Nearly half a century of Australian history is on offer to someone with the means to digitise some 5.8 million frames of microfilm.
The Australian Joint Copying Project — a collaboration of the National Archives of the United Kingdom, the National Library of Australia and the State Library of New South Wales — created microfilm copies of historical documents from 1948 to 1993 relating to Australia and New Zealand that were located in the National Archives of the UK and other repositories in Britain and Ireland.
A call for proposals has been put out for someone to do something digital with that microfilm. The RFP on AusTender states:
“The project partners now wish to digitise this microfilm (an estimated 5.8 million frames) and related paper-based finding aids and make them publically accessible. The project partners assume respondents will seek the right to distribute some or all of the digitised content commercially and that the respondents will not seek payment from the project partners for the digitisation.”
Microfilm and microfiche is still a favoured long-term storage for archives around the world, albeit not as accessible as the public increasingly demands more online. Until a perfect digitisation format and tools are created that will stand the test of time, microfilm and paper records still have their uses.
As open data projects go, the AJCP digitisation is pretty straight forward with no legacy rights or privacy concerns to manage. And assuming the microfilm doesn’t get lost or stolen, it’ll last for many years if the digitisation takes longer than expected.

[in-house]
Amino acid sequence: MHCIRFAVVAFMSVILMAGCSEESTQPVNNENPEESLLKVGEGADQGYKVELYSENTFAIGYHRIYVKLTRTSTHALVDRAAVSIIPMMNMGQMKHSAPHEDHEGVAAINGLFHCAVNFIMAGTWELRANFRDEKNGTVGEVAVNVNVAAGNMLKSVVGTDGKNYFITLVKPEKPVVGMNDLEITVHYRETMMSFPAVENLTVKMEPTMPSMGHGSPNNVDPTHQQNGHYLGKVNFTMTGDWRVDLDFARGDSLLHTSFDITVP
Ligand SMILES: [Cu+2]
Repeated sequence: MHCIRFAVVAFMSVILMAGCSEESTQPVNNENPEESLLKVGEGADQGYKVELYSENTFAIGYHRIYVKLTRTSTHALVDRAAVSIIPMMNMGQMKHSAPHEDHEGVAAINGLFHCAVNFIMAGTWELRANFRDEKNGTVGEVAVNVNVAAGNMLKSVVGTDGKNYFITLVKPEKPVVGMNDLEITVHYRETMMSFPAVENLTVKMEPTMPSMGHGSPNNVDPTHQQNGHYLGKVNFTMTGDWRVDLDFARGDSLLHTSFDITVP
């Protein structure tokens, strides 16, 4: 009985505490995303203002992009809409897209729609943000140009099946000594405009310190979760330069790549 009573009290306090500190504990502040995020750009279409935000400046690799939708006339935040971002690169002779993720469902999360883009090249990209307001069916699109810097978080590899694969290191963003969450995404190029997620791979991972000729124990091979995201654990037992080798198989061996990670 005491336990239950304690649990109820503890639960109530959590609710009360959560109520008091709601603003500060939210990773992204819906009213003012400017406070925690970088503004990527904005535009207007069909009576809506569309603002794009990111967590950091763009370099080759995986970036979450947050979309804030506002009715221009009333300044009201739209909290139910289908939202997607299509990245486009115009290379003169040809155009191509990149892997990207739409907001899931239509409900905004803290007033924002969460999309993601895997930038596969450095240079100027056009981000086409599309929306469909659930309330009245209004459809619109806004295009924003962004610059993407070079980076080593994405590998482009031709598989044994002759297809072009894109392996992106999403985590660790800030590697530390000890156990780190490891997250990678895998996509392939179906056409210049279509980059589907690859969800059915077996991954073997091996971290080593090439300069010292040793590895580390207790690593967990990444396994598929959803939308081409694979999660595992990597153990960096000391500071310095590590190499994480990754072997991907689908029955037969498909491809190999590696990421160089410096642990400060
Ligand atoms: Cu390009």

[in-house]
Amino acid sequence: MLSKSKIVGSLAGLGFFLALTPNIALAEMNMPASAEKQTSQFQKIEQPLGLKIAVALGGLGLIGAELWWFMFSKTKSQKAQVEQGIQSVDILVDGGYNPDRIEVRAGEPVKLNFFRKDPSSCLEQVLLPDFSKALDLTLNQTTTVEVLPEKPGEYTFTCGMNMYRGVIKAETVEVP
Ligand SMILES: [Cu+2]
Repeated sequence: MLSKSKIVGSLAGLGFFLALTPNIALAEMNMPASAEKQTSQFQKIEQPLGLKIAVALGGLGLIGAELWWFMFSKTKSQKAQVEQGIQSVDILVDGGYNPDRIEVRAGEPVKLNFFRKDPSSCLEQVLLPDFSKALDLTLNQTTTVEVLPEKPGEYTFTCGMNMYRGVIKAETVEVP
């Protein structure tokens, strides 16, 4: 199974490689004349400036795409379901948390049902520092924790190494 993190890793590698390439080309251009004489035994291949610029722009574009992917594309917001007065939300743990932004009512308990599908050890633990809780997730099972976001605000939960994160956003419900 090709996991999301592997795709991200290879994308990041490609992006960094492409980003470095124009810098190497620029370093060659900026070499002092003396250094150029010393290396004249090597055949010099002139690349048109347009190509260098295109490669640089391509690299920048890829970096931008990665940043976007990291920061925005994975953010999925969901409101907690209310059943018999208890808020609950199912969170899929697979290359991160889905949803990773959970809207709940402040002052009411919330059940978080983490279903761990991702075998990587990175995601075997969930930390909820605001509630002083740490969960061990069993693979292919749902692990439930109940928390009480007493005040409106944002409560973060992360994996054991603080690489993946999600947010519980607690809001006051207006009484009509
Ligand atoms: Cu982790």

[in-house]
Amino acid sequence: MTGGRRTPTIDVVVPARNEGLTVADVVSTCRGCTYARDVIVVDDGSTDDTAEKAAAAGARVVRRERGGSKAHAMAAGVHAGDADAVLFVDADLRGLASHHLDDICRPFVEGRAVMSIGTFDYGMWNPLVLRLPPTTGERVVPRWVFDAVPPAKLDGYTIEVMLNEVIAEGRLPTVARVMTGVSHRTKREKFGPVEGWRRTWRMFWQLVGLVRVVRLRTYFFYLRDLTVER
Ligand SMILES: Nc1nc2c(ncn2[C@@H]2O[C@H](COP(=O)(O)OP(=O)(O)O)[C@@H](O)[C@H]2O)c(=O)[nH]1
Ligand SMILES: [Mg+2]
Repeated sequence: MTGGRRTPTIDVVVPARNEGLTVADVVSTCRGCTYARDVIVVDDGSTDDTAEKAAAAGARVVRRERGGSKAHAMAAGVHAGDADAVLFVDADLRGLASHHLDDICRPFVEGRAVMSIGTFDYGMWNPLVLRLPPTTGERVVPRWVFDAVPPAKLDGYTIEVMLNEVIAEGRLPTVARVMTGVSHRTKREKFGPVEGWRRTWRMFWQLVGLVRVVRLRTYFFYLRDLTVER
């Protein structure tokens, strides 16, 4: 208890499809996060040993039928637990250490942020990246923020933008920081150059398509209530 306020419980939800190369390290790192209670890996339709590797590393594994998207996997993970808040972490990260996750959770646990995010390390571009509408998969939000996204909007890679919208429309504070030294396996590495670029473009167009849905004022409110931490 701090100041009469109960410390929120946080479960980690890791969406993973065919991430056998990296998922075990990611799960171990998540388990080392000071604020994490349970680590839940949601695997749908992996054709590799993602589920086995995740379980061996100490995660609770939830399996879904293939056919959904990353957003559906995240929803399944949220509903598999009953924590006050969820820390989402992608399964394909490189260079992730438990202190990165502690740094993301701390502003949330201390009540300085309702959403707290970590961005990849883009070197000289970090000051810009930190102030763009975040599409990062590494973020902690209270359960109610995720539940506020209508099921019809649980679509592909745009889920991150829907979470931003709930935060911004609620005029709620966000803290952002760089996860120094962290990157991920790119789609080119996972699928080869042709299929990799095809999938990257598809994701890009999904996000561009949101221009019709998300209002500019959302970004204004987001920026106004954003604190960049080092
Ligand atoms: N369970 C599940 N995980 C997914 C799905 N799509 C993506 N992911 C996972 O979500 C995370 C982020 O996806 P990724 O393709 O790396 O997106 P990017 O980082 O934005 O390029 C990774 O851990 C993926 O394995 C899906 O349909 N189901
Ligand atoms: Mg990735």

However, a “photo nightmare” is playing out in Little Rock, Arkansas where a circuit court is sitting on 100 years of Australian and New Zealand photos from Fairfax Media owned publications after the company tasked with digitising them went into receivership. In 2013, Rogers Photo Archive was contracted to undertake the digitising of photos — some of which date as far back as the 19th century. At the time, John Rogers said a number of their photo collection had already begun to deteriorate:
“We know we’re in race against time, because historic photographs and negatives grow more fragile as years pass. Storms, flood or fire can completely wipe out a collection in an instant, taking with it the history of a community.”
Fairfax’s Garry Linnell in the same press release said: “By digitally archiving the images, we are not only preserving them for future generations, but we’re ensuring the images can be readily accessed by any of our publications, as well as those in the community that are interested.”
It didn’t go down that way though, and it appears many of the photos have now been lost forever. New Zealand Herald columnist
“Two years on, the digital archiving is yet to be completed, an unknown number of the photographs have turned up on eBay.com for sale and Rogers Photo Archive, the company involved, is now in receivership facing at least 10 lawsuits totalling more than $94 million.”
Thankfully, the AJCP partners can afford to be patient as they find the right (solvent) home for this collection.
Read more at the Mandarin: Archives boss: billions going begging if we let data slip away